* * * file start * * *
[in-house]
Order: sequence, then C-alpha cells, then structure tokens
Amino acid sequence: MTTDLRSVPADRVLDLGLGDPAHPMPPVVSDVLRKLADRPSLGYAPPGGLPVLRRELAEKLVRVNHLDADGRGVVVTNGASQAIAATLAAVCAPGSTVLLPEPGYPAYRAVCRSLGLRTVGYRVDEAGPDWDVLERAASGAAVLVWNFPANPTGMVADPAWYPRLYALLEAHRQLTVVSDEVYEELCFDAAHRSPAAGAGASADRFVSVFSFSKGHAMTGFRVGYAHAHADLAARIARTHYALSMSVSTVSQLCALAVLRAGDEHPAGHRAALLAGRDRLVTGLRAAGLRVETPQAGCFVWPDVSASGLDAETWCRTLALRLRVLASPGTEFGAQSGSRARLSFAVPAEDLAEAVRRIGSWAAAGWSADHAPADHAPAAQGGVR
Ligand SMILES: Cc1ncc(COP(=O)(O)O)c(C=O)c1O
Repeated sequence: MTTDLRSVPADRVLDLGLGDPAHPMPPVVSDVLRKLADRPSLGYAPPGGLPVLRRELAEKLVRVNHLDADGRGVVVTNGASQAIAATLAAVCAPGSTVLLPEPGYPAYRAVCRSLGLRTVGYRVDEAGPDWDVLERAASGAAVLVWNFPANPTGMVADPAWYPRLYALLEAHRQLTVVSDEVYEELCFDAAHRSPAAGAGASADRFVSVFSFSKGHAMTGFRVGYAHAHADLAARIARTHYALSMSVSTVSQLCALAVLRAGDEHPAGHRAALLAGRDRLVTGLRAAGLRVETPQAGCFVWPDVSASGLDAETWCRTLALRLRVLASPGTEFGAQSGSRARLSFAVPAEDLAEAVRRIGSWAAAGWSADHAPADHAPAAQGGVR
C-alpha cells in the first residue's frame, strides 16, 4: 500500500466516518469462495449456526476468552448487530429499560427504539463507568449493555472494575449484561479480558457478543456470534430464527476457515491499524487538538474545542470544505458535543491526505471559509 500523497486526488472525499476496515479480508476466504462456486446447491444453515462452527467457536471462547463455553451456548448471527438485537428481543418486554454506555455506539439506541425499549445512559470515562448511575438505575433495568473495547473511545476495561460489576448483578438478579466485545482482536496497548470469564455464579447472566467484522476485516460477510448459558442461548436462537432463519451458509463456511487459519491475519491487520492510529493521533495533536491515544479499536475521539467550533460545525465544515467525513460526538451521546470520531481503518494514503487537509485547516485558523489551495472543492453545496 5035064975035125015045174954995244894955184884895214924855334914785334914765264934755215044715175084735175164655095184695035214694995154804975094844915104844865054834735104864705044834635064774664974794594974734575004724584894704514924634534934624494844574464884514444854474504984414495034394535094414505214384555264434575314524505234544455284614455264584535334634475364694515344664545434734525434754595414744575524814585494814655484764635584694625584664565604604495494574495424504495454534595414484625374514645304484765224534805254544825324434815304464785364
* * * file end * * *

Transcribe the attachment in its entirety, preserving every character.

[in-house]
Order: sequence, then C-alpha cells, then structure tokens
Amino acid sequence: MTTDLRSVPADRVLDLGLGDPAHPMPPVVSDVLRKLADRPSLGYAPPGGLPVLRRELAEKLVRVNHLDADGRGVVVTNGASQAIAATLAAVCAPGSTVLLPEPGYPAYRAVCRSLGLRTVGYRVDEAGPDWDVLERAASGAAVLVWNFPANPTGMVADPAWYPRLYALLEAHRQLTVVSDEVYEELCFDAAHRSPAAGAGASADRFVSVFSFSKGHAMTGFRVGYAHAHADLAARIARTHYALSMSVSTVSQLCALAVLRAGDEHPAGHRAALLAGRDRLVTGLRAAGLRVETPQAGCFVWPDVSASGLDAETWCRTLALRLRVLASPGTEFGAQSGSRARLSFAVPAEDLAEAVRRIGSWAAAGWSADHAPADHAPAAQGGVR
Ligand SMILES: Cc1ncc(COP(=O)(O)O)c(C=O)c1O
Repeated sequence: MTTDLRSVPADRVLDLGLGDPAHPMPPVVSDVLRKLADRPSLGYAPPGGLPVLRRELAEKLVRVNHLDADGRGVVVTNGASQAIAATLAAVCAPGSTVLLPEPGYPAYRAVCRSLGLRTVGYRVDEAGPDWDVLERAASGAAVLVWNFPANPTGMVADPAWYPRLYALLEAHRQLTVVSDEVYEELCFDAAHRSPAAGAGASADRFVSVFSFSKGHAMTGFRVGYAHAHADLAARIARTHYALSMSVSTVSQLCALAVLRAGDEHPAGHRAALLAGRDRLVTGLRAAGLRVETPQAGCFVWPDVSASGLDAETWCRTLALRLRVLASPGTEFGAQSGSRARLSFAVPAEDLAEAVRRIGSWAAAGWSADHAPADHAPAAQGGVR
C-alpha cells in the first residue's frame, strides 16, 4: 500500500466516518469462495449456526476468552448487530429499560427504539463507568449493555472494575449484561479480558457478543456470534430464527476457515491499524487538538474545542470544505458535543491526505471559509 500523497486526488472525499476496515479480508476466504462456486446447491444453515462452527467457536471462547463455553451456548448471527438485537428481543418486554454506555455506539439506541425499549445512559470515562448511575438505575433495568473495547473511545476495561460489576448483578438478579466485545482482536496497548470469564455464579447472566467484522476485516460477510448459558442461548436462537432463519451458509463456511487459519491475519491487520492510529493521533495533536491515544479499536475521539467550533460545525465544515467525513460526538451521546470520531481503518494514503487537509485547516485558523489551495472543492453545496 5035064975035125015045174954995244894955184884895214924855334914785334914765264934755215044715175084735175164655095184695035214694995154804975094844915104844865054834735104864705044834635064774664974794594974734575004724584894704514924634534934624494844574464884514444854474504984414495034394535094414505214384555264434575314524505234544455284614455264584535334634475364694515344664545434734525434754595414744575524814585494814655484764635584694625584664565604604495494574495424504495454534595414484625374514645304484765224534805254544825324434815304464785364